The Delahaye 145 was launched in '46. The mastermind behind it was Henri Chapron. Born in '86, he had been on the steel-crafting scene since he was a kid. Come the close of the First World War, he had begun his own company - in Neuilly, France. Its core business was to import Ford T ambulances from America - and re-cast them into saloon cars. The custom bodies Chapron created were nothing if not impressive. So much so, that he was recruited by Delage.
Chapron's entrée into automotive greatness came courtesy of Delahaye. In the mid-'40s, streamlining was all the rage. Fine, until the end of the Second World War. By then, though, even some upper-crust belts were starting to tighten. Automotive haute couture, it seemed, was no longer as firm a fit!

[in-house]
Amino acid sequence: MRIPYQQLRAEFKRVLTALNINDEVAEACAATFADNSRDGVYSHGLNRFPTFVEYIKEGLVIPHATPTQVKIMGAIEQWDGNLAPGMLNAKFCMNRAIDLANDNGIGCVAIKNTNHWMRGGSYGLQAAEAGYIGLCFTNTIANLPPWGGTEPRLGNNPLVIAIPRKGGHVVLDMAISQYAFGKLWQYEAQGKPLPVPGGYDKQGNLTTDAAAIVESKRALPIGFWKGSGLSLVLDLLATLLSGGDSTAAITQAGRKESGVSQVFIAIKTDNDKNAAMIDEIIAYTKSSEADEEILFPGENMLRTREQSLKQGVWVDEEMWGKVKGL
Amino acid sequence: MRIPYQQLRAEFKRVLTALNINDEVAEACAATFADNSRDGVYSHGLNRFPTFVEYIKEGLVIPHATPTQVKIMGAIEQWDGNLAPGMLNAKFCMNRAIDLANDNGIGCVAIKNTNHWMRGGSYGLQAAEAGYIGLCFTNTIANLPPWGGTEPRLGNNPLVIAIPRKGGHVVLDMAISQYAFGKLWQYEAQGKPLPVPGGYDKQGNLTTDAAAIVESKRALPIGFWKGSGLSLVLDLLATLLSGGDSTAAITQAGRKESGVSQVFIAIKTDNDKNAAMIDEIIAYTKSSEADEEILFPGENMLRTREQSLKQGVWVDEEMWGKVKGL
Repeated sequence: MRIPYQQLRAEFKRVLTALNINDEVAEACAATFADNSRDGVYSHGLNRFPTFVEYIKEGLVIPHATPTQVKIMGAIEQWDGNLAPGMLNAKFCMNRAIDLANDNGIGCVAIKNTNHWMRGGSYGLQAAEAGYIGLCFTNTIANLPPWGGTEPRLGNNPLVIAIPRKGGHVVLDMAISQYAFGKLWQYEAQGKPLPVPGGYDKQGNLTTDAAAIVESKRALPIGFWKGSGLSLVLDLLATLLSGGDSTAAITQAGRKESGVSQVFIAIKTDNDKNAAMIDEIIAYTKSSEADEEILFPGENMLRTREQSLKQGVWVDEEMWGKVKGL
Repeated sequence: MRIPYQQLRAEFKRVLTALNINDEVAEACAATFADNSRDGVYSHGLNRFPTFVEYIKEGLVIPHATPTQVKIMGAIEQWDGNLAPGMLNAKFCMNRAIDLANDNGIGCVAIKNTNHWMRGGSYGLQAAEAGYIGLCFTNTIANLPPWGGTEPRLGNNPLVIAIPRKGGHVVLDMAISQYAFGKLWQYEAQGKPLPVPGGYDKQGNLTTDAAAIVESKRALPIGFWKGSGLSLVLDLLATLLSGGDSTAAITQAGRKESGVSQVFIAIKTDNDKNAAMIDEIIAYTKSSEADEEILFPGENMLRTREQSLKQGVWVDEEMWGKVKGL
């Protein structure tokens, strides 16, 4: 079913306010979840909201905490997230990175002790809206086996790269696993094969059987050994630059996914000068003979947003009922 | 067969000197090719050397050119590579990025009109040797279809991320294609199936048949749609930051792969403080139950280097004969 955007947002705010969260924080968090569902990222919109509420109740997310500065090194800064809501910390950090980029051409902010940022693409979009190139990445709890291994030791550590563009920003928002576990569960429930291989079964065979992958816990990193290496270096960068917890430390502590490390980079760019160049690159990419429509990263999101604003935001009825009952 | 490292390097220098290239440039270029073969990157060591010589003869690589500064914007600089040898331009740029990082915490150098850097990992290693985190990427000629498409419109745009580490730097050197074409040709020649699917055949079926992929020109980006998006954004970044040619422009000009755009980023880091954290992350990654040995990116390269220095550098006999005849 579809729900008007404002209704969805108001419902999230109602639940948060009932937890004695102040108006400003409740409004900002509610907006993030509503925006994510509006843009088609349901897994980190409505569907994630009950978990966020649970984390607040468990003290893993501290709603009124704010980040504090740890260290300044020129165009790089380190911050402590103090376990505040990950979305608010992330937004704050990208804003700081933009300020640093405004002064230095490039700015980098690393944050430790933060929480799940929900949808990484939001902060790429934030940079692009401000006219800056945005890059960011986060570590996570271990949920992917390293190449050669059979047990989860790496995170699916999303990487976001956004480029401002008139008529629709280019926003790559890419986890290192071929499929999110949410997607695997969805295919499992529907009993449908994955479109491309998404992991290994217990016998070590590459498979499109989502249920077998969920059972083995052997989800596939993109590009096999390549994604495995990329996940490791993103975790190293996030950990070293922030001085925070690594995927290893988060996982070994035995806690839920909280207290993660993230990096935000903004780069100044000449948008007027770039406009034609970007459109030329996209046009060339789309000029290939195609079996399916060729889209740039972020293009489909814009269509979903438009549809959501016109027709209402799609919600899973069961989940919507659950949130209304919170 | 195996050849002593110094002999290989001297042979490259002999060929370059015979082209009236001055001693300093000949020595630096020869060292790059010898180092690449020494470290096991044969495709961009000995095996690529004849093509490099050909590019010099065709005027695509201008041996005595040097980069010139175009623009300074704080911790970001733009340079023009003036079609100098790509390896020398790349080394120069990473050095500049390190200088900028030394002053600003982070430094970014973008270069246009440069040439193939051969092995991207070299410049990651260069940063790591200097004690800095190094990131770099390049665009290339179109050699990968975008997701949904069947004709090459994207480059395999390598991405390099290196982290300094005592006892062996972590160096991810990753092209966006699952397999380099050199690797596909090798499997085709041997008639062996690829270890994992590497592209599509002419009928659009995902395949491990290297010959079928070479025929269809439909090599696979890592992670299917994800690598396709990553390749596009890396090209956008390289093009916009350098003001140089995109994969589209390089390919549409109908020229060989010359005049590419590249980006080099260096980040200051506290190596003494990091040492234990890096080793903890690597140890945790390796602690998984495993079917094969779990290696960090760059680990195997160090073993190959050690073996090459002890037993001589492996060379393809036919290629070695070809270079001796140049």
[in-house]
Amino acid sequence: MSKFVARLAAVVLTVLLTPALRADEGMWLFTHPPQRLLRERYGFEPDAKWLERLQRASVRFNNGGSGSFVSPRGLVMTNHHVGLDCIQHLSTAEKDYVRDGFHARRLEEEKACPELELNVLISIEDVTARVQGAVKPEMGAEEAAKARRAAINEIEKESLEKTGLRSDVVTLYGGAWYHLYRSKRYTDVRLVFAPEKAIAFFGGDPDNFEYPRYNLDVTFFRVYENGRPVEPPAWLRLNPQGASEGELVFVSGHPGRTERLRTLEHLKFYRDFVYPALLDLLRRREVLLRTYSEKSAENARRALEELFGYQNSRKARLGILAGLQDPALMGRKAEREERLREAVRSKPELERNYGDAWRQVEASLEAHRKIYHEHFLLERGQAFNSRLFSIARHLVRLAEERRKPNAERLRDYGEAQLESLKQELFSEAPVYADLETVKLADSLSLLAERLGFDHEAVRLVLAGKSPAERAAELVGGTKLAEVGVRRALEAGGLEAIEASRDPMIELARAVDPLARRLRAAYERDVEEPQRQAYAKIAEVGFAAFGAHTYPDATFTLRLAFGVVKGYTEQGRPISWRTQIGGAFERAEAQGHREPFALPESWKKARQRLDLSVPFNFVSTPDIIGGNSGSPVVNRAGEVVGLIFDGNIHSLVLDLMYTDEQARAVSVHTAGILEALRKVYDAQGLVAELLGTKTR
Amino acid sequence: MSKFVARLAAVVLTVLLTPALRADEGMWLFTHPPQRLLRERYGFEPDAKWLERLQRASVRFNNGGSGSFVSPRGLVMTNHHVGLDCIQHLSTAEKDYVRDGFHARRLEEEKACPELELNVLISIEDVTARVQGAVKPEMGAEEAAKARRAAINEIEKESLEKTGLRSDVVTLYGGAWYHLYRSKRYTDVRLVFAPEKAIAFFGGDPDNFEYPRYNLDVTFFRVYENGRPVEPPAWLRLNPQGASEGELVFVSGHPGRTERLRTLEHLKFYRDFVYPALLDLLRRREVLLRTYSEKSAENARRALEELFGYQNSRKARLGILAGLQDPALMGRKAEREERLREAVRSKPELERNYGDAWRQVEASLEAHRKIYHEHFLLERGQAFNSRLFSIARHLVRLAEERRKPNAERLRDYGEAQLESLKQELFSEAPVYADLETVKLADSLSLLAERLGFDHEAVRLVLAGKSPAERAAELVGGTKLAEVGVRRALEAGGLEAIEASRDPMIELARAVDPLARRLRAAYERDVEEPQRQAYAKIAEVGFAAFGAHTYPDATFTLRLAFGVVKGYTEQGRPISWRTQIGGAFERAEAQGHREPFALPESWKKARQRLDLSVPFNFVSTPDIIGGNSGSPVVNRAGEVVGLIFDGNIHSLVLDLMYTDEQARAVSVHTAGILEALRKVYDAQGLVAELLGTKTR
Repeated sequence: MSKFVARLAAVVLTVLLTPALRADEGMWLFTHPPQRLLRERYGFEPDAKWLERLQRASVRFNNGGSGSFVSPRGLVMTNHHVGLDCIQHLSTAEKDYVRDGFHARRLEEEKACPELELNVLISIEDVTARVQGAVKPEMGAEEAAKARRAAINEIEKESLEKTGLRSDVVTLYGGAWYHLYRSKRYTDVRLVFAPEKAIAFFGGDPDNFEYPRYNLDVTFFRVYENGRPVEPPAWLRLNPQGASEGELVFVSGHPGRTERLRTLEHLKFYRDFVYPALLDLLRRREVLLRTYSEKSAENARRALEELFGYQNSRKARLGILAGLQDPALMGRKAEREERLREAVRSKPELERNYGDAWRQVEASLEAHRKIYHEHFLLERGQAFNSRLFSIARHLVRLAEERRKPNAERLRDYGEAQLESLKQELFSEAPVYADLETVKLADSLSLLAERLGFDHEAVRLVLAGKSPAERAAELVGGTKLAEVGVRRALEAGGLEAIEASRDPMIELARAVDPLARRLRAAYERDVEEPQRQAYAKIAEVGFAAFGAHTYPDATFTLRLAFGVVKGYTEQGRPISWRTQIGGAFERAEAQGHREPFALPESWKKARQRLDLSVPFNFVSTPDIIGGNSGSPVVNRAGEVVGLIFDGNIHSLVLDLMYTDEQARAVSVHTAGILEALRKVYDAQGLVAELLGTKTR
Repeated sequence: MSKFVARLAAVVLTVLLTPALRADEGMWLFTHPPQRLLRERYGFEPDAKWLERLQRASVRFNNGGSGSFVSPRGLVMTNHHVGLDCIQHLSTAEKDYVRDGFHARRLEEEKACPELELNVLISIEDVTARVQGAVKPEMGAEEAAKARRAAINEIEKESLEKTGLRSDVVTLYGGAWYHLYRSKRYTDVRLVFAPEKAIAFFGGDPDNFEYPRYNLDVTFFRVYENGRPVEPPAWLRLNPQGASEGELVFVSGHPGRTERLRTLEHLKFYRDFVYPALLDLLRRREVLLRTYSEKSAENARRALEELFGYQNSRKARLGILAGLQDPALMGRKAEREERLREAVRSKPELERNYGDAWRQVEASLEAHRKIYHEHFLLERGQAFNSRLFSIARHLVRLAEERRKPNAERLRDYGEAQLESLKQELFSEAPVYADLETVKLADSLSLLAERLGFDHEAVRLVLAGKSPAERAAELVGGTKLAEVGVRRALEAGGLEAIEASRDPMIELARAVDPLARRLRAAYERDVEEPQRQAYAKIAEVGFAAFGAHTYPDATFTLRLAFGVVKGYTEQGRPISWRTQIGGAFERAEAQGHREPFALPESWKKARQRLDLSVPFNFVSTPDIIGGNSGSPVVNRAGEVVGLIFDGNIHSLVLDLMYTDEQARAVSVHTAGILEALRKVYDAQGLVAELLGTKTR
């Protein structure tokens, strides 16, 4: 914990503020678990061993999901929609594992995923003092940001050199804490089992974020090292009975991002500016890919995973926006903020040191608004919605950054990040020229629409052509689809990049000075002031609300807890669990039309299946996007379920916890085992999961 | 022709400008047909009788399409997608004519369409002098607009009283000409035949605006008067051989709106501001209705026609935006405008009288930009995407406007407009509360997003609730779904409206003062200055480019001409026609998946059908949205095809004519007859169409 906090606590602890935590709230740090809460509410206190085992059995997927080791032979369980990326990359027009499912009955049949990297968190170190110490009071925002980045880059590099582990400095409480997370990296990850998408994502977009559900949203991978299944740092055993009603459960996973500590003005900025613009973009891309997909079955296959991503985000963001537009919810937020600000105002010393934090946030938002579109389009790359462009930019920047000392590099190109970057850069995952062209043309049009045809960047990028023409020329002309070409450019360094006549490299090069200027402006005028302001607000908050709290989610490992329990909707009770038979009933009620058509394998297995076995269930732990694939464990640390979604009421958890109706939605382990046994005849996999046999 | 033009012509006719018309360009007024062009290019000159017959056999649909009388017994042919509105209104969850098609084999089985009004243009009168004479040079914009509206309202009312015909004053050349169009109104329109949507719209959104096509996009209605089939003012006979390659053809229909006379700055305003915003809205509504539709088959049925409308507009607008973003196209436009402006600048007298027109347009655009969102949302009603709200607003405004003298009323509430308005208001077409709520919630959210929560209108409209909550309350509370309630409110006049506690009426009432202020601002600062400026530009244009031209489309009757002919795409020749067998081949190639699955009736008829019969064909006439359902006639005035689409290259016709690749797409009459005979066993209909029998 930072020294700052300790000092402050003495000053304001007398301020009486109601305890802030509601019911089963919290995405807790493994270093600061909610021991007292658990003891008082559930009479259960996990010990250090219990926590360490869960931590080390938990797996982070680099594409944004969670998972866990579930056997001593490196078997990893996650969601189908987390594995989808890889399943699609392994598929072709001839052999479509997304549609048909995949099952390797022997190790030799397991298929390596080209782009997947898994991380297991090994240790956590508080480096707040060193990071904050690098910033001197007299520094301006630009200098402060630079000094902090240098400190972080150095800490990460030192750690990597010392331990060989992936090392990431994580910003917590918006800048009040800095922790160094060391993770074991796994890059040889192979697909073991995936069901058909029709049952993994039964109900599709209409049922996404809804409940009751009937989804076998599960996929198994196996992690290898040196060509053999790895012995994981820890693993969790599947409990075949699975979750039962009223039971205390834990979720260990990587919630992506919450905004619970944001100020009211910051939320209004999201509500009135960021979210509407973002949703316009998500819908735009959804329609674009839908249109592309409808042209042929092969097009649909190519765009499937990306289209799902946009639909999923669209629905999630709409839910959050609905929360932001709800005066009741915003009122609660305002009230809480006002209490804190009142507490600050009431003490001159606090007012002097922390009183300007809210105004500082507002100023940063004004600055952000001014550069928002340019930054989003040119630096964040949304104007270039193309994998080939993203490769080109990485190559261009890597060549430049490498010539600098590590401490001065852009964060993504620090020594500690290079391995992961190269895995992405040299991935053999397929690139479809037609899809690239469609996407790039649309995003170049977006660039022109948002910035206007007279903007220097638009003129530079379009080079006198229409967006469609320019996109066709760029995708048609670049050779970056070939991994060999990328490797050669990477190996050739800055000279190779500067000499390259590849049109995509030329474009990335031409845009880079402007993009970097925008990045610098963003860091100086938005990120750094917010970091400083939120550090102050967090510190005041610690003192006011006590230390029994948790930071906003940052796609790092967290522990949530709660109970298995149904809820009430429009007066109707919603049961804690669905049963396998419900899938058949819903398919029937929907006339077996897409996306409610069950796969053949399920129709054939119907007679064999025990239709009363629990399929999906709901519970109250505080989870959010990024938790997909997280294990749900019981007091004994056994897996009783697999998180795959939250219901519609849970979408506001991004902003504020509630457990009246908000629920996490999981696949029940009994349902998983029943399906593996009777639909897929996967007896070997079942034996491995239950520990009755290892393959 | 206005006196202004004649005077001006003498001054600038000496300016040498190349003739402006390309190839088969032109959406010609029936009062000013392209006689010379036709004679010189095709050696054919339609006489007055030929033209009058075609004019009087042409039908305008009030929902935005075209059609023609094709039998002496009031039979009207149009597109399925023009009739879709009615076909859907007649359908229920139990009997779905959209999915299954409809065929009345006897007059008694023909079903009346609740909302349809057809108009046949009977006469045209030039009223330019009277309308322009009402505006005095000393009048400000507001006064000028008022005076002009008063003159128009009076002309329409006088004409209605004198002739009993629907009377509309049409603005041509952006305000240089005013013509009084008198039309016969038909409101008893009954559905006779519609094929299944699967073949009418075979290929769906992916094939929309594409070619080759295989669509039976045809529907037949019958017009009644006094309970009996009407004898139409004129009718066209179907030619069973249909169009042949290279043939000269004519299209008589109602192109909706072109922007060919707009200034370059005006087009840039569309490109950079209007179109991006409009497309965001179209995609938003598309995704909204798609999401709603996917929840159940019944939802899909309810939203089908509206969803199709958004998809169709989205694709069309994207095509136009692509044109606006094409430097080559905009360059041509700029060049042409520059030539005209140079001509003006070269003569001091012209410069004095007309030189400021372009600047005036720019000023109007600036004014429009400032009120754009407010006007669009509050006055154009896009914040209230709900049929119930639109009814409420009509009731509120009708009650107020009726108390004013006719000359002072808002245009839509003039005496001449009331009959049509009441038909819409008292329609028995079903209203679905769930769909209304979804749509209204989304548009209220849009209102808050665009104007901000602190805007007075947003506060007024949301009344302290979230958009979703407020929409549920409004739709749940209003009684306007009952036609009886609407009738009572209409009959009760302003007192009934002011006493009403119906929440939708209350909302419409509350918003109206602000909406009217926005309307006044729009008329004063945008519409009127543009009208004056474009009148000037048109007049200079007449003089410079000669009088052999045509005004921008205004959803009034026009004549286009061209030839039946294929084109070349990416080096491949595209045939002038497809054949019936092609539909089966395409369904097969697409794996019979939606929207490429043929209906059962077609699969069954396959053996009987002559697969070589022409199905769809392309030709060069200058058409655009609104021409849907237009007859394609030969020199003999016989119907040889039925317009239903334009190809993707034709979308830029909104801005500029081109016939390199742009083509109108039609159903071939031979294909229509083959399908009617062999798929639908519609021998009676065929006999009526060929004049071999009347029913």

The 145 combined Chapron bodywork and a Delahaye chassis. A V12 engine was duly inserted. The resulting coupé was bespoke to its core. The 145's luscious exterior was matched only by its luxury interior. Suffice to say, leather and walnut abounded. With rationing now all the rage, Chapron was tossed a commercial lifeline. This time, it was Citroën who came calling. His first brief was a cabriolet - the DS 19. Subsequently, Chapron was transferred to development of the Citroën SM. At some point, Chapron was made coachbuilder to the President. Of France, that is. He also helped turn some of Phillipe Charbonneaux's exotic drafts into roadgoing reality. Chapron's last legacy to Citroën's oeuvre was the DS 23 Prestige. Always classy, then - never outré - Henri Chapron had nailed it down as a designer. From young apprentice - to superstar stylist - he was never less than a credit to his profession. Proof of that? The Delahaye 145 … amongst many others!